A favorite cooking school among Europeans who want to learn about Brazilian food and culture is the Academy of Cooking & Other Pleasures. Yara Castro Roberts, the daughter of a famous Brazilian chef and caterer, runs the school. Trained in culinary arts at Boston University, art history at the École du Louvre, and education at the Sorbonne, she brings to her teaching the best of three worlds—French savoir-faire, Latin warmth, and American practicality. Dubbed by The New York Times an inexhaustible ambassador for food and other things Brazilian, Roberts has lectured at leading American universities and has appeared in the video Brazilian Cuisine With Yara Roberts and a PBS series on Brazil’s cuisine and cultural traditions.
Three-and-a-half hours by car from Rio, the academy is in Paraty, a seaside colonial city. During the 18th century’s gold and diamond rush, Paraty became wealthy as a major port for shipping gold and precious stones to Portugal. Pressed against the sea by mountains, it is today a quaintly preserved resort, popular with tourists who enjoy strolls along narrow cobblestone streets past charming inns, colonial homes, and trendy restaurants—or who like to swim at breathtaking island beaches and hike through rain forests to waterfalls with natural pools.
Each cooking lesson taught provides students with an introduction to gastronomy and background on the food’s ethnic and regional connection to the traditions and history of Brazil. For more information, contact Yara Castro Roberts, Rua Dona Geralda 228, Centro Historico, Paraty 23970-000 Brazil; Tel: 55-24-3371-6468 or chefbrazil.com.
Virginia Each year, Virginians pay homage to food with festivals of all types— honoring the apple, the oyster, the peanut, and the ham. Food choices in the commonwealth are as great as they are anywhere, and in some cases they accompany a special event, like the shad planking in Wakefield or the oyster festival in Chincoteague. All kinds of ethnic dishes (Greek, Lebanese, Hispanic, and more) are featured, even celebrated. As a result, Virginia offers food lovers more than just early-American plantation food, like baked hams, roasted meats, and hot breads. Many local products such as jams, pastries, shortbreads, and cheeses are labeled “Made in Virginia.”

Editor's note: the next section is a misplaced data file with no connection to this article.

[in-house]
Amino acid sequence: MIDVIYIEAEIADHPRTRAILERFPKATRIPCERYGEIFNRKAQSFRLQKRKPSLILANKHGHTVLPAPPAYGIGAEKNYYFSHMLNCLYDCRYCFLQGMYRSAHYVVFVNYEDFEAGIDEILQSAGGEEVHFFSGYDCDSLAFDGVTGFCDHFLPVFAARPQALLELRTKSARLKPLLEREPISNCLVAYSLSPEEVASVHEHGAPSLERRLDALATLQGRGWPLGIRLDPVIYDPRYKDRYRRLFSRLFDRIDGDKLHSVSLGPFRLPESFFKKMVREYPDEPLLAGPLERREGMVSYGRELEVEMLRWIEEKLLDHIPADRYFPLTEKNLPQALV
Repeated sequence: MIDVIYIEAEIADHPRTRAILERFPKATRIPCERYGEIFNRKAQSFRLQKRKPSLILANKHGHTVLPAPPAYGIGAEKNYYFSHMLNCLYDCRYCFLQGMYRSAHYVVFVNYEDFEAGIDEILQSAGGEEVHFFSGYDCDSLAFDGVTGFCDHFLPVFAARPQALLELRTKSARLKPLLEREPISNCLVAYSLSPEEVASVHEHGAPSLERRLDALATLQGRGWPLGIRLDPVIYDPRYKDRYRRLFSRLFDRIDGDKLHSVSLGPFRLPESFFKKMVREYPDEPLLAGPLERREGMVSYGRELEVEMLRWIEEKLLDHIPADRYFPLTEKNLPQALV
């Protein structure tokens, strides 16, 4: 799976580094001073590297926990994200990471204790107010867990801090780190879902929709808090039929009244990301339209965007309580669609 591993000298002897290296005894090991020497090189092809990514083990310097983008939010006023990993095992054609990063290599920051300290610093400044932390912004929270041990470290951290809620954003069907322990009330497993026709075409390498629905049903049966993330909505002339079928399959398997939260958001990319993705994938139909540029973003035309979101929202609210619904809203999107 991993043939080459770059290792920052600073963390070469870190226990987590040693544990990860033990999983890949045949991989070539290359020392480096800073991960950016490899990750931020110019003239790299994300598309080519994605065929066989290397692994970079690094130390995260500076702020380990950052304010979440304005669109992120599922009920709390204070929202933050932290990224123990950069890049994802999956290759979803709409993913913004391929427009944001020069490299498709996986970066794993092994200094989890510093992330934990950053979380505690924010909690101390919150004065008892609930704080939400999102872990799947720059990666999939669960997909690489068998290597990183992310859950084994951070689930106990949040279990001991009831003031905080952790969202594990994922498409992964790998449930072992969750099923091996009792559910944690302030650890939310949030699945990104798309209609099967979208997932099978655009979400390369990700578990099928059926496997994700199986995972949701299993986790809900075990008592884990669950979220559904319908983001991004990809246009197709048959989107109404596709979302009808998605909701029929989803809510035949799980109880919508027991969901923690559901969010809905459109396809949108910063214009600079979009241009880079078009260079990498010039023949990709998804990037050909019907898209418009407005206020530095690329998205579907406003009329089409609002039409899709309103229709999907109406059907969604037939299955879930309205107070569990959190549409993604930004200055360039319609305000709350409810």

The best place to learn about the state’s foods is at the Boar’s Head Inn in Charlottesville. Owned and operated by the University of Virginia Foundation, the inn is named for a 16th-century London inn once known for its hospitality and food. Like its famous namesake, the Virginia Boar’s Head excels at both. A blend of 19th-century charm and 21st-century convenience, the inn sits on 573 acres of rolling hills at the base of the Blue Ridge Mountains, close to Thomas Jefferson’s home, Monticello, the 18th-century Michie Tavern (which offers a tasty Colonial lunch daily), wineries, and other enjoyable distractions.
A personalized, full-service resort (with a health spa, tennis courts, children’s programs, and a golf course), the inn also is known for its cooking classes under the able guidance of Executive Chef Douglas Knopp. Ever since Knopp enrolled in the culinary program at the British Columbia Technical College, his career has soared. After the Four Seasons Hotel in Vancouver, where he quickly distinguished himself, he became sous chef for the hotel chain’s top luxury resort in the West Indies, The Four Seasons Nevis. He moved on within the Four Seasons chain and to other respected hotels and resorts until 2004, when he and his family decided to settle at the Boar’s Head Inn. For details and pricing, contact Boar’s Head Inn, 200 Ednam Drive, Charlottesville, Virginia 22903; Tel: 434-972-6011 or boarsheadinn.com.